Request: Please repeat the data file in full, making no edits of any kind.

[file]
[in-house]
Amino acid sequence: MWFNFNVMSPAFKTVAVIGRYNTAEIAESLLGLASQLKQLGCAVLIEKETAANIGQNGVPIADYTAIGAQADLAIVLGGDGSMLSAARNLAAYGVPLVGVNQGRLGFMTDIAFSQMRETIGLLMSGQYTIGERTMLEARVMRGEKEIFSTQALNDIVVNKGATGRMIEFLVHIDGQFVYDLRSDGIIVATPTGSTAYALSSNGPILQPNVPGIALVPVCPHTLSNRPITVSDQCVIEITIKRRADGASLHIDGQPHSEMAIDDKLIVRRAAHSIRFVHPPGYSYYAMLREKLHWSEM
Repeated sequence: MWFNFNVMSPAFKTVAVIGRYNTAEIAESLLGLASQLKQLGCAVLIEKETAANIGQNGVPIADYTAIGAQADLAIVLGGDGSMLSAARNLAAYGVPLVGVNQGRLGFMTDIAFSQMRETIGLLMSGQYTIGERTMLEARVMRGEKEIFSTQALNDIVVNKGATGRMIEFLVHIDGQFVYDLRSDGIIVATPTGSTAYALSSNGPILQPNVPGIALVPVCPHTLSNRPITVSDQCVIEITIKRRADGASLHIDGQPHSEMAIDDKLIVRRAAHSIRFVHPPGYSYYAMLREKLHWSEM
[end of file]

[in-house]
Amino acid sequence: MWFNFNVMSPAFKTVAVIGRYNTAEIAESLLGLASQLKQLGCAVLIEKETAANIGQNGVPIADYTAIGAQADLAIVLGGDGSMLSAARNLAAYGVPLVGVNQGRLGFMTDIAFSQMRETIGLLMSGQYTIGERTMLEARVMRGEKEIFSTQALNDIVVNKGATGRMIEFLVHIDGQFVYDLRSDGIIVATPTGSTAYALSSNGPILQPNVPGIALVPVCPHTLSNRPITVSDQCVIEITIKRRADGASLHIDGQPHSEMAIDDKLIVRRAAHSIRFVHPPGYSYYAMLREKLHWSEM
Repeated sequence: MWFNFNVMSPAFKTVAVIGRYNTAEIAESLLGLASQLKQLGCAVLIEKETAANIGQNGVPIADYTAIGAQADLAIVLGGDGSMLSAARNLAAYGVPLVGVNQGRLGFMTDIAFSQMRETIGLLMSGQYTIGERTMLEARVMRGEKEIFSTQALNDIVVNKGATGRMIEFLVHIDGQFVYDLRSDGIIVATPTGSTAYALSSNGPILQPNVPGIALVPVCPHTLSNRPITVSDQCVIEITIKRRADGASLHIDGQPHSEMAIDDKLIVRRAAHSIRFVHPPGYSYYAMLREKLHWSEM